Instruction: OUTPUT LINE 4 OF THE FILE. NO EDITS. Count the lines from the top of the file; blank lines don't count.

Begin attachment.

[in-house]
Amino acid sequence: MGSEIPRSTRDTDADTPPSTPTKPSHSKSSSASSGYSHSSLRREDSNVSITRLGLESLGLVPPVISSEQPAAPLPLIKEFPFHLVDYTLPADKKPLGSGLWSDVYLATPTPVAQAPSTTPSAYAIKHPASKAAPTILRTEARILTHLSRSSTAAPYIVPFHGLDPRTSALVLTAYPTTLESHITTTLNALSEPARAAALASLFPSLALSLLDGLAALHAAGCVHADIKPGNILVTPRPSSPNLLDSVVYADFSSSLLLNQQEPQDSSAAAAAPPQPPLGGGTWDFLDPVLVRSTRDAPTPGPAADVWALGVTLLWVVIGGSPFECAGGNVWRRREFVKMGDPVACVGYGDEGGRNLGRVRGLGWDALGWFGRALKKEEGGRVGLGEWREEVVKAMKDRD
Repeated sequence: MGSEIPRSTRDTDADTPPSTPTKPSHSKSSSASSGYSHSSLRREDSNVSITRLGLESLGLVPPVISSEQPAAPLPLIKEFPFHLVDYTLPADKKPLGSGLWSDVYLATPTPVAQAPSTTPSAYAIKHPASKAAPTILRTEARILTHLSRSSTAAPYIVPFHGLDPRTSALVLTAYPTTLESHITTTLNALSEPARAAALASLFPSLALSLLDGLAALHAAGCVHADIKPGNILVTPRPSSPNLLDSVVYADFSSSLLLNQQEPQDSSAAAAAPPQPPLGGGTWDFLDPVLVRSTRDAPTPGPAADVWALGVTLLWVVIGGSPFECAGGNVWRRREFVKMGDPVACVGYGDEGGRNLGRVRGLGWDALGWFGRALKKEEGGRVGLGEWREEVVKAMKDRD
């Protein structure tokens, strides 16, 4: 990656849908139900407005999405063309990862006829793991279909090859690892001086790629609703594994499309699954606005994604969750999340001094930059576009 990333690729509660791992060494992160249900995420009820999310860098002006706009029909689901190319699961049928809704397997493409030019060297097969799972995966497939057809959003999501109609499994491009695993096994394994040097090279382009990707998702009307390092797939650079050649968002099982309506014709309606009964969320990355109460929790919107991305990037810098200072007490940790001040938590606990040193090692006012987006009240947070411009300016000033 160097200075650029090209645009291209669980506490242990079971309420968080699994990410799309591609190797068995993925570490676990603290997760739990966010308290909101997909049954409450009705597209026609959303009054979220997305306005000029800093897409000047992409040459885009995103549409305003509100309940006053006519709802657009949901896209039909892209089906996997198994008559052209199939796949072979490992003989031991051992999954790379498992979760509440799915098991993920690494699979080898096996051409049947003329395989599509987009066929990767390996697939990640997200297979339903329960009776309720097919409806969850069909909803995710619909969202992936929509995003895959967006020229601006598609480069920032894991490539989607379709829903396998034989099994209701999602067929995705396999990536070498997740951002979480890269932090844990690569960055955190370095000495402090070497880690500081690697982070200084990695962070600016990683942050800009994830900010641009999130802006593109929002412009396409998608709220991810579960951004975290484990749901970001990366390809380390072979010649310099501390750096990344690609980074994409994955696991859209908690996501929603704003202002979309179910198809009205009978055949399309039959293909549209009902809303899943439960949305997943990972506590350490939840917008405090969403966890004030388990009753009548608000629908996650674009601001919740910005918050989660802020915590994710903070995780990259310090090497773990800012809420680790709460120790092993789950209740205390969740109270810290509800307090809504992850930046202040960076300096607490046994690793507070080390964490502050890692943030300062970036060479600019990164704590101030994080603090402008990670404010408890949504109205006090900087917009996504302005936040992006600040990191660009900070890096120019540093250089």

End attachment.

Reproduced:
């Protein structure tokens, strides 16, 4: 990656849908139900407005999405063309990862006829793991279909090859690892001086790629609703594994499309699954606005994604969750999340001094930059576009 990333690729509660791992060494992160249900995420009820999310860098002006706009029909689901190319699961049928809704397997493409030019060297097969799972995966497939057809959003999501109609499994491009695993096994394994040097090279382009990707998702009307390092797939650079050649968002099982309506014709309606009964969320990355109460929790919107991305990037810098200072007490940790001040938590606990040193090692006012987006009240947070411009300016000033 160097200075650029090209645009291209669980506490242990079971309420968080699994990410799309591609190797068995993925570490676990603290997760739990966010308290909101997909049954409450009705597209026609959303009054979220997305306005000029800093897409000047992409040459885009995103549409305003509100309940006053006519709802657009949901896209039909892209089906996997198994008559052209199939796949072979490992003989031991051992999954790379498992979760509440799915098991993920690494699979080898096996051409049947003329395989599509987009066929990767390996697939990640997200297979339903329960009776309720097919409806969850069909909803995710619909969202992936929509995003895959967006020229601006598609480069920032894991490539989607379709829903396998034989099994209701999602067929995705396999990536070498997740951002979480890269932090844990690569960055955190370095000495402090070497880690500081690697982070200084990695962070600016990683942050800009994830900010641009999130802006593109929002412009396409998608709220991810579960951004975290484990749901970001990366390809380390072979010649310099501390750096990344690609980074994409994955696991859209908690996501929603704003202002979309179910198809009205009978055949399309039959293909549209009902809303899943439960949305997943990972506590350490939840917008405090969403966890004030388990009753009548608000629908996650674009601001919740910005918050989660802020915590994710903070995780990259310090090497773990800012809420680790709460120790092993789950209740205390969740109270810290509800307090809504992850930046202040960076300096607490046994690793507070080390964490502050890692943030300062970036060479600019990164704590101030994080603090402008990670404010408890949504109205006090900087917009996504302005936040992006600040990191660009900070890096120019540093250089």